The hunt for winter chanterelles


Dave Gregovich, Wildlife Habitat Analyst for ADF&G and local mushroom lover (Photo by Sheli DeLaney/KTOO)


Dave Gregovich, Wildlife Habitat Analyst for the Department of Fish and Game, is a mushroom lover on the hunt for winter chanterelles. He begins the search in a forest near the North Douglas Highway, looking for areas of hemlock trees and blueberries.

“It’s not a super specialized mushroom,” Gregovich said. “Most places where you have old growth forest have at least a few winter chanterelles.”

Edible mushrooms found in Southeast Alaska can be gathered throughout the fall and into early winter, but winter chanterelles have very distinct characteristics that make them particularly easy to identify, especially for novice growers.

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Winter chanterelles (right) have ridges under the cap rather than the sharp gills of other mushroom species (left) (Photo by Sheli DeLaney/KTOO)

“A lot of mushrooms have these really sharp, blade-like gills on the underside of the cap. But winter chanterelles have such grooves on the underside of the cap,” said Gregovich. “And they are shaped like a funnel. They have a hole at the top that ends in a hollow stem.”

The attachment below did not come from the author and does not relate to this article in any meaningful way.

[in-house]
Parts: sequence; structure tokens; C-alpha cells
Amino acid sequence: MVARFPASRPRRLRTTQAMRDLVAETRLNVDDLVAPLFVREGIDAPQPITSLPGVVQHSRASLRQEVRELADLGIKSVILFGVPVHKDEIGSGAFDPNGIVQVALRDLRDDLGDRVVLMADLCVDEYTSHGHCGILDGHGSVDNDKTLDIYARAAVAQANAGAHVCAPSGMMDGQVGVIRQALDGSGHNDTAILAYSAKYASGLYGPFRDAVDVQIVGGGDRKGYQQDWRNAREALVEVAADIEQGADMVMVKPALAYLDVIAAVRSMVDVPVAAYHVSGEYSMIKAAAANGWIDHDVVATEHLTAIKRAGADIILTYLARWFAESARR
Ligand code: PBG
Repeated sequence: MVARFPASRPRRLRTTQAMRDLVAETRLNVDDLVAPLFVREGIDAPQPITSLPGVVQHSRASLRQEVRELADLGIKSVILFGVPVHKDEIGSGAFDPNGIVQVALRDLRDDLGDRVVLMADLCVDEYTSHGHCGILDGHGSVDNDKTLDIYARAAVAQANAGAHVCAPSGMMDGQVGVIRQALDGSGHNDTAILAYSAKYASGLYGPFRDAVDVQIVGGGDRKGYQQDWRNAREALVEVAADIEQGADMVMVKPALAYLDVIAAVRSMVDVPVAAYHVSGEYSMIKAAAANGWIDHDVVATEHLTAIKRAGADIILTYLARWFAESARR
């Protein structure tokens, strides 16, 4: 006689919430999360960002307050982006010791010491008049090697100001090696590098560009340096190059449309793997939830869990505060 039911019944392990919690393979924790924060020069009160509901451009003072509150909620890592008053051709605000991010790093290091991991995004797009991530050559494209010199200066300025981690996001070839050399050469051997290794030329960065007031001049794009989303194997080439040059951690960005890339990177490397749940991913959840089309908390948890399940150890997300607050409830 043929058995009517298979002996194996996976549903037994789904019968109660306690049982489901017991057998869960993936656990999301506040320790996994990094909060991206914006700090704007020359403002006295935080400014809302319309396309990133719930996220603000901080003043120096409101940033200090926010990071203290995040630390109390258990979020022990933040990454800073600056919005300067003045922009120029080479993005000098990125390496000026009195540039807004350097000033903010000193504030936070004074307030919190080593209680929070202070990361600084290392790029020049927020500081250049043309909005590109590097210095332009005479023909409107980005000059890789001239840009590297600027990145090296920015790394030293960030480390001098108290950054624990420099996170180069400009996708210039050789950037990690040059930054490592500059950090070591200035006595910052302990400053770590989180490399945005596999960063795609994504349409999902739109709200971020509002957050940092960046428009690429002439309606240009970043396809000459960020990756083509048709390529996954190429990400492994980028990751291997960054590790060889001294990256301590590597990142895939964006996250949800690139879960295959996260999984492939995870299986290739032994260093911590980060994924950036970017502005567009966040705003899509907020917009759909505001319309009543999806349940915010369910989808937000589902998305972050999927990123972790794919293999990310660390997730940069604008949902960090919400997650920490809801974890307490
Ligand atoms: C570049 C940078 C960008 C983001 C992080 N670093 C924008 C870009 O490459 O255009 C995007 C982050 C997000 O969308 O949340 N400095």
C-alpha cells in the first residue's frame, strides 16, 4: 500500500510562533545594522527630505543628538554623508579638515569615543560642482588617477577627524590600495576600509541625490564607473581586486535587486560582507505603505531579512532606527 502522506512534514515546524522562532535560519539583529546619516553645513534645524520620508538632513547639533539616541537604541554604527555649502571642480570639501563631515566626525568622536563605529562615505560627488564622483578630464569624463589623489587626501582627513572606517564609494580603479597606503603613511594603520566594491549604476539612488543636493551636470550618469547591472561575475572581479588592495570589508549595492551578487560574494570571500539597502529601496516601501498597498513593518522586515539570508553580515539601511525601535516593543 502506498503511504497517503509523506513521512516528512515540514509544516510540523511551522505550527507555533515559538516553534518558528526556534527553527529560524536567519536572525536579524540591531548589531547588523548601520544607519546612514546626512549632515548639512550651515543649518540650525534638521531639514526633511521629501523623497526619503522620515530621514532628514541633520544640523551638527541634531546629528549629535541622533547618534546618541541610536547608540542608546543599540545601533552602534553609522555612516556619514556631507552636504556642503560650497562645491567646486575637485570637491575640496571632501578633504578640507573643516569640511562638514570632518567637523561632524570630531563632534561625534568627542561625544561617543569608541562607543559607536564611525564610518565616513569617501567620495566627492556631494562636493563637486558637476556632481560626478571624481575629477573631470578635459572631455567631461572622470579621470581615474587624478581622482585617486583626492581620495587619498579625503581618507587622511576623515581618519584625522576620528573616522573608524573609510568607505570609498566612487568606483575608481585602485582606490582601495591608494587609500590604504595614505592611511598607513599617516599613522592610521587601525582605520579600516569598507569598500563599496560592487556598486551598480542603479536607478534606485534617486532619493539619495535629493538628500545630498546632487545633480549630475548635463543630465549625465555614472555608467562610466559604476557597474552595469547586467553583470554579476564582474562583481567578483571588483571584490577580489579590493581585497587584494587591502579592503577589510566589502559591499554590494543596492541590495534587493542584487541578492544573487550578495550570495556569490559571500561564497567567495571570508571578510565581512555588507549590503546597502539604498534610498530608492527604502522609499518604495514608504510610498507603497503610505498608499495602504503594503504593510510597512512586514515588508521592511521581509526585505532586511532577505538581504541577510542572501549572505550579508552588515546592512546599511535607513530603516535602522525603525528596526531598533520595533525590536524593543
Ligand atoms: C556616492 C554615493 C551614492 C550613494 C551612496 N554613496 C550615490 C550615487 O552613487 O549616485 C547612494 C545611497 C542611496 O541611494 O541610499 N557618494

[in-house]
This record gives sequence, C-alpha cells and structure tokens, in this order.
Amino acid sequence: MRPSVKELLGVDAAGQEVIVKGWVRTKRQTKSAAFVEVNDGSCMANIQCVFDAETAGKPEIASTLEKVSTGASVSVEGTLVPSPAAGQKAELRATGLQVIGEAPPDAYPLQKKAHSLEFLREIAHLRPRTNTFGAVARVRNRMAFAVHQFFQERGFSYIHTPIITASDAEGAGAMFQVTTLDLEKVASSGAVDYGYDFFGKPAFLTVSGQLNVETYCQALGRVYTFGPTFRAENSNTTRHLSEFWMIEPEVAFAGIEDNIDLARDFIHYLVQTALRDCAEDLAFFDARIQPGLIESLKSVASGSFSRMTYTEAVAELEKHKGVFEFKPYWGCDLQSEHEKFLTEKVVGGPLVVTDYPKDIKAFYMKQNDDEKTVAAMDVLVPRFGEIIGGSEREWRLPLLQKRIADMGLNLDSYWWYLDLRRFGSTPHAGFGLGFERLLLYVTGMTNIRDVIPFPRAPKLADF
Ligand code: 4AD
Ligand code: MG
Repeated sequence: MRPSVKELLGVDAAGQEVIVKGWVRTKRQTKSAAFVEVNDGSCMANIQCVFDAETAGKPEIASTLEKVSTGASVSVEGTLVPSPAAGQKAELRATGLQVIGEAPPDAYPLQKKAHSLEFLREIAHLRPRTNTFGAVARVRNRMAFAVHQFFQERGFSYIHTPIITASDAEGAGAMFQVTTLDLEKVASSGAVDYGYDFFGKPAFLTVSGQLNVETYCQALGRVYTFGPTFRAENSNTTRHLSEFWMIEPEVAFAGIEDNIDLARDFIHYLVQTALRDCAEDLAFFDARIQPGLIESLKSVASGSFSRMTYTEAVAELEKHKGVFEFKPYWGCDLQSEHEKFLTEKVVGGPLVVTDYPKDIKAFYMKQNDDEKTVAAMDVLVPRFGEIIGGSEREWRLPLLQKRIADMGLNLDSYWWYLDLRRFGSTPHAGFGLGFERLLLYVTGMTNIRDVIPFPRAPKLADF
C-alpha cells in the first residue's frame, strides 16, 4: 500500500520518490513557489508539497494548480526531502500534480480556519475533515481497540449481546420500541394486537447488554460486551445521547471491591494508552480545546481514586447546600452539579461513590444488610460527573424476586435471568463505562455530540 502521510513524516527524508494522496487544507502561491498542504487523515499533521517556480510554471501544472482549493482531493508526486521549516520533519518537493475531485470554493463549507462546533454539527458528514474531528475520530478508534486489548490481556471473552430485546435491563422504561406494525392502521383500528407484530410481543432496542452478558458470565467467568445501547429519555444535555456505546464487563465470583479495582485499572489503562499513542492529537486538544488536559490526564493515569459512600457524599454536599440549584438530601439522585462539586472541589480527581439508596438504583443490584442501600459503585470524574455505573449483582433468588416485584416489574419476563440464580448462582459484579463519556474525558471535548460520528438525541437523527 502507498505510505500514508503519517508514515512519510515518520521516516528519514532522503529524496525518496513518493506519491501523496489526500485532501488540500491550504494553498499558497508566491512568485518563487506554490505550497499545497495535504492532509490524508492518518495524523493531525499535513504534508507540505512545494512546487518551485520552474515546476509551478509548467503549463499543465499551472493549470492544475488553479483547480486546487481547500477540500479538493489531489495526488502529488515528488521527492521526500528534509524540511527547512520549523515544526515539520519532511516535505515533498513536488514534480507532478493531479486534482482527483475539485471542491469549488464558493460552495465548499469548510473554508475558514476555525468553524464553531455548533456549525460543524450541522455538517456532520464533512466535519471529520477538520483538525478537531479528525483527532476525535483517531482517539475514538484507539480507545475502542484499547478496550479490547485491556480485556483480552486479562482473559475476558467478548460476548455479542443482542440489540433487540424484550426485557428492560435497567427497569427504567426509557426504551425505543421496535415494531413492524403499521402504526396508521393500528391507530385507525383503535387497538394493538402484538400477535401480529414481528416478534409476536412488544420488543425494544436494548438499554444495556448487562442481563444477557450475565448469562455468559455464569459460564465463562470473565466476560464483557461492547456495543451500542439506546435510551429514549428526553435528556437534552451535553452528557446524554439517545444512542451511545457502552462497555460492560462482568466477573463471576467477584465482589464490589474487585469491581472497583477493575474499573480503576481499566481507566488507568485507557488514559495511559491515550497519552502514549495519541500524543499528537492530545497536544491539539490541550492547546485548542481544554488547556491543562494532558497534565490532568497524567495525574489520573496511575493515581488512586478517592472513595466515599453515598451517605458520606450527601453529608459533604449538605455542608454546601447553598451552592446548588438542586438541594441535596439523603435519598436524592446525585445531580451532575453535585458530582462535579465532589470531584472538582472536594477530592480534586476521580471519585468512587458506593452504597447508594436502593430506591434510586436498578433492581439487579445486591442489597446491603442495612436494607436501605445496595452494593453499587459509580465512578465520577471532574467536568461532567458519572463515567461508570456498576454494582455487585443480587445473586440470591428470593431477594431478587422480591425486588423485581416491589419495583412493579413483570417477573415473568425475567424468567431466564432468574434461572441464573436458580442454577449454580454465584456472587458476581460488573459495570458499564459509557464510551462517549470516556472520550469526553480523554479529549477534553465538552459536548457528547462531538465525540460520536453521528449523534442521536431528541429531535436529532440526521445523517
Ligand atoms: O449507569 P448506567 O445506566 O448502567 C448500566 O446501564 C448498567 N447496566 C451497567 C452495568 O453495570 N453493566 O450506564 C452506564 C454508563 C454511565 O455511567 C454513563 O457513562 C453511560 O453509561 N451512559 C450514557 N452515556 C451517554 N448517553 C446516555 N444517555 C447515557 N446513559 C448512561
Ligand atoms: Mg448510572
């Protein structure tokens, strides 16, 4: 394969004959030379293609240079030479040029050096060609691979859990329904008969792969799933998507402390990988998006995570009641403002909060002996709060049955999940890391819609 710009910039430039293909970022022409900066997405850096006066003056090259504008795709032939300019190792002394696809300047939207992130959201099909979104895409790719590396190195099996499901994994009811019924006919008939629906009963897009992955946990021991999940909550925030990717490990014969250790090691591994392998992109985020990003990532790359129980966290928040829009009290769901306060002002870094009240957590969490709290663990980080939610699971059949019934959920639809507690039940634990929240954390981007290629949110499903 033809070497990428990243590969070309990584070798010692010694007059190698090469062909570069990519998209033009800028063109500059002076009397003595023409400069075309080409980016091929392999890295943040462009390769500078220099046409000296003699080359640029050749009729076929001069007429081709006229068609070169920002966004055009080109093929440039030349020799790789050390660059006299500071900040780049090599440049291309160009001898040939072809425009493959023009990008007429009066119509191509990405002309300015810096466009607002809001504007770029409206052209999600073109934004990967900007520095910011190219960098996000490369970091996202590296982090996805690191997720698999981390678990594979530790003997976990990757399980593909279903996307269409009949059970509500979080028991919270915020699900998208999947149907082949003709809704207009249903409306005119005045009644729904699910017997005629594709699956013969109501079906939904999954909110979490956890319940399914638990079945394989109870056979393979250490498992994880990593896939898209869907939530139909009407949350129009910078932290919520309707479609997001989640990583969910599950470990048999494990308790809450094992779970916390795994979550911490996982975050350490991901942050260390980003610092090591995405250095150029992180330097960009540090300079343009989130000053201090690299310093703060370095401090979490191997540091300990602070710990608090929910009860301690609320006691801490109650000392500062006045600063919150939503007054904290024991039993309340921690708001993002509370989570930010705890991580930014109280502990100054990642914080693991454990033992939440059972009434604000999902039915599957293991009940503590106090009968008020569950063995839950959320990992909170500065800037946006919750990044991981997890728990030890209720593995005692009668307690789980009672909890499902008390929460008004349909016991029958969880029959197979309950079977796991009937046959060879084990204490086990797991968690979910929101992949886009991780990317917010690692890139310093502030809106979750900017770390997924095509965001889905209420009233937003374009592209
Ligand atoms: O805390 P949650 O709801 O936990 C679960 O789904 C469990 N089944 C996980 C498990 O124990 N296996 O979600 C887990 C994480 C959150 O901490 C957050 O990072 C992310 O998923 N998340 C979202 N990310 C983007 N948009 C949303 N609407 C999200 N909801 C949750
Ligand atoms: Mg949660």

Winter chanterelles are small, so it takes a few for one meal. And their texture can be pretty wet when you bring them home. But they’re really good to eat, Gregovich said.

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Winter chanterelles have a funnel-shaped cap with a hole in the center and a hollow stem (Photo by Sheli DeLaney/KTOO)

“What I like to do is put them under a fan for about an hour, with no heat,” he said. “And the other thing you can do is you can dry sauté them. Before adding any oil or butter, just dry them in the pan and let some of the water evaporate from the mushrooms.”

In the temperate rainforest of Southeast Alaska, mushrooms almost always have plenty of moisture and good growing conditions in their environment.

“But one thing is, you really don’t see most of these mushrooms until early August, mid-August, and that’s when they really start popping.” said Gregovich. “Some species, including the winter chanterelle, can occur in November or even December.”

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There are hundreds of mushroom species around Juneau. But Gregovich advises the average collector to stick to the four that are easiest to identify: winter chanterelles, golden chanterelles, porcini (aka king mushrooms), and grouse.

“So you can just stick with those four species and find something that’s easy to identify and that’s good to eat,” he said.



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